Stress is defined as “the inability to cope with a perceived (real or imagined) threat to one’s mental, physical, emotional, and spiritual well-being which results in a series of physiological responses and adaptations” (Chopra, 2000; Dossey, 2004). Check out the information below to find out about what stress is and how it impacts you.
The Stress Response is when the body prepares itself to either fight or flee from a perceived threat. The Stress Response (more traditionally known as the fight-or-flight response) is composed of four stages (described below).
The Stress Response is hypothesized to have originally developed to prepare us to fight or flee from a perceived physical threat, such as a bear attack. However, while physical threats still exist in today’s culture, the Stress Response becomes activated in all types of threats (mental, emotional, physical, and spiritual).
The Stress Response is a natural reaction in your body. Experiencing some stress helps the function of several organs and can serve as positive motivation. Good stress, or eustress, arises in a situation that people find motivating or inspiring like falling in love or meeting your favorite movie star. Negative stress, or distress, typically occurs either in short intense bursts such as when one prepares for an exam, or prolonged periods of time (hours, days, weeks, months, etc.).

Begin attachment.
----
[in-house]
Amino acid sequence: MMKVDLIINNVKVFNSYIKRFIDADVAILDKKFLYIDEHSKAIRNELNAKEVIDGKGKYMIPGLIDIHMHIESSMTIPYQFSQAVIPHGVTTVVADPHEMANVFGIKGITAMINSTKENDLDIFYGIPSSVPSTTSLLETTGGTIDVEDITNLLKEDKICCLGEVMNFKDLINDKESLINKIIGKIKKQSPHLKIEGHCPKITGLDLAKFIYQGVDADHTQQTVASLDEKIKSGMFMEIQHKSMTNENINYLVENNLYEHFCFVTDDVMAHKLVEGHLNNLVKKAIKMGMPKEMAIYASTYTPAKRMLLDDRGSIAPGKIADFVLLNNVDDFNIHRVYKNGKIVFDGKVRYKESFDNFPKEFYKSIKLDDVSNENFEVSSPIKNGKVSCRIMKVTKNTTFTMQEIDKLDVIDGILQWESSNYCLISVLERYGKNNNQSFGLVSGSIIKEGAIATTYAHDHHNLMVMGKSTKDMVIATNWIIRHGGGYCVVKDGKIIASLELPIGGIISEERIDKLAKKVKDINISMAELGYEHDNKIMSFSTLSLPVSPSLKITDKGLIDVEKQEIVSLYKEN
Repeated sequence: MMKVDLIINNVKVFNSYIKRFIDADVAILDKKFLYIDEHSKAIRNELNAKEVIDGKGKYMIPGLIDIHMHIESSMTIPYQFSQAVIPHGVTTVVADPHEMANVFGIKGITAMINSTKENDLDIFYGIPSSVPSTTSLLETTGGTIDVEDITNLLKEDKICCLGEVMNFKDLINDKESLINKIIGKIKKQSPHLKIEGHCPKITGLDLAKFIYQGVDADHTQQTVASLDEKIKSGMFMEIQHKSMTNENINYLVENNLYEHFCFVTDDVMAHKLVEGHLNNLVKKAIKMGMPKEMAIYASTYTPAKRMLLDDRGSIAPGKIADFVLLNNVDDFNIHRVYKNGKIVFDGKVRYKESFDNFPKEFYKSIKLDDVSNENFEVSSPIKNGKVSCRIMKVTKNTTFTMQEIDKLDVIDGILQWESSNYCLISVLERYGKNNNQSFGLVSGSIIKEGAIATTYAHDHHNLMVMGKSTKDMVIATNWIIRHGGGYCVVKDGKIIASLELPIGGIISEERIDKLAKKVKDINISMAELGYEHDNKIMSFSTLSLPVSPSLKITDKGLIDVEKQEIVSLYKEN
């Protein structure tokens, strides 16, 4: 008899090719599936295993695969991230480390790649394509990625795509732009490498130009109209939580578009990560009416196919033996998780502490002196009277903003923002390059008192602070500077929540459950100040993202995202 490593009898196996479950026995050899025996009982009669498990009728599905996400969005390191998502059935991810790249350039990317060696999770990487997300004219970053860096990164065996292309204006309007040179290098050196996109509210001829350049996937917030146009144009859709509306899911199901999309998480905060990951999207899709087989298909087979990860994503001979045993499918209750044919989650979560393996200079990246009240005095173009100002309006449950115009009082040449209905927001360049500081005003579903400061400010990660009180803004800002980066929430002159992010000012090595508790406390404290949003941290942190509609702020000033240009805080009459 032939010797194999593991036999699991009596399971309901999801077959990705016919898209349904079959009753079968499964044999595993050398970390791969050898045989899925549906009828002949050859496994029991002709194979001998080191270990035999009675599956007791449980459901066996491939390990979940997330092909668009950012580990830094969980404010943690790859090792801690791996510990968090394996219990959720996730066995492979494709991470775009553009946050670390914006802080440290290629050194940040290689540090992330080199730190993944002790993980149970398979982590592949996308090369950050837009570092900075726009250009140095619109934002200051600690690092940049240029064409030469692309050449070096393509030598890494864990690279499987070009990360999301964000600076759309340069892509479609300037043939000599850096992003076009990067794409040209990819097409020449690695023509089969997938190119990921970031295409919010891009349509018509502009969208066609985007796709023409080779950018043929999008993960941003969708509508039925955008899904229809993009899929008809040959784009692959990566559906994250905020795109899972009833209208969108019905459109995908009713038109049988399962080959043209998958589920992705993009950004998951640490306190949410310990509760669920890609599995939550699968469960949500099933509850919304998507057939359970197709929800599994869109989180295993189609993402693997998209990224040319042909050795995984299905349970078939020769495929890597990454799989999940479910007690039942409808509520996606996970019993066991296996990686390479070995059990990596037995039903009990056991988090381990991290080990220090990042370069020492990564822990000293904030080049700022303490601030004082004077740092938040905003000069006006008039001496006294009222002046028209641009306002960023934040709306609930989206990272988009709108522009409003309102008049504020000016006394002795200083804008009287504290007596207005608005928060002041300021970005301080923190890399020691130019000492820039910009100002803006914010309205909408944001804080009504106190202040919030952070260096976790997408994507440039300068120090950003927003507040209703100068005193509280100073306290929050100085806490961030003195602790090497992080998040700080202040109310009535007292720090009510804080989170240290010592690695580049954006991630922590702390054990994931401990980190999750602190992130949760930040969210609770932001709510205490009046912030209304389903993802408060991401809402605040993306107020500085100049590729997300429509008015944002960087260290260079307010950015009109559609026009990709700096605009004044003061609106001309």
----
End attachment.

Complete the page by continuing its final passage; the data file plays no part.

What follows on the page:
The optimal level of stress is the midpoint, right before eustress turns into distress, as demonstrated in the image below (Managing Stress in Emergency Medical Services, 1999).
When your body prepares to either fight or flee from a perceived threat a series of physiological mechanisms take place.
Click here to see how stress affects your body’s physical health
When stress occurs due to a mental or emotional threat (such as an exam) the physiological changes mentioned above are not expended physically. Without proper care to return to homeostasis, you may be at a higher risk of experiencing long-term stress. When your body is exposed to prolonged and chronic stress and unable to return to homeostasis, there is a greater likelihood of negative impacts on your academics and wellbeing.
If you are struggling with prolonged stress symptoms you can talk to a UChicago counselor at the Student Counseling Service.
Check out our recommended additional resources for books, articles, and other resources to increase your knowledge about stress.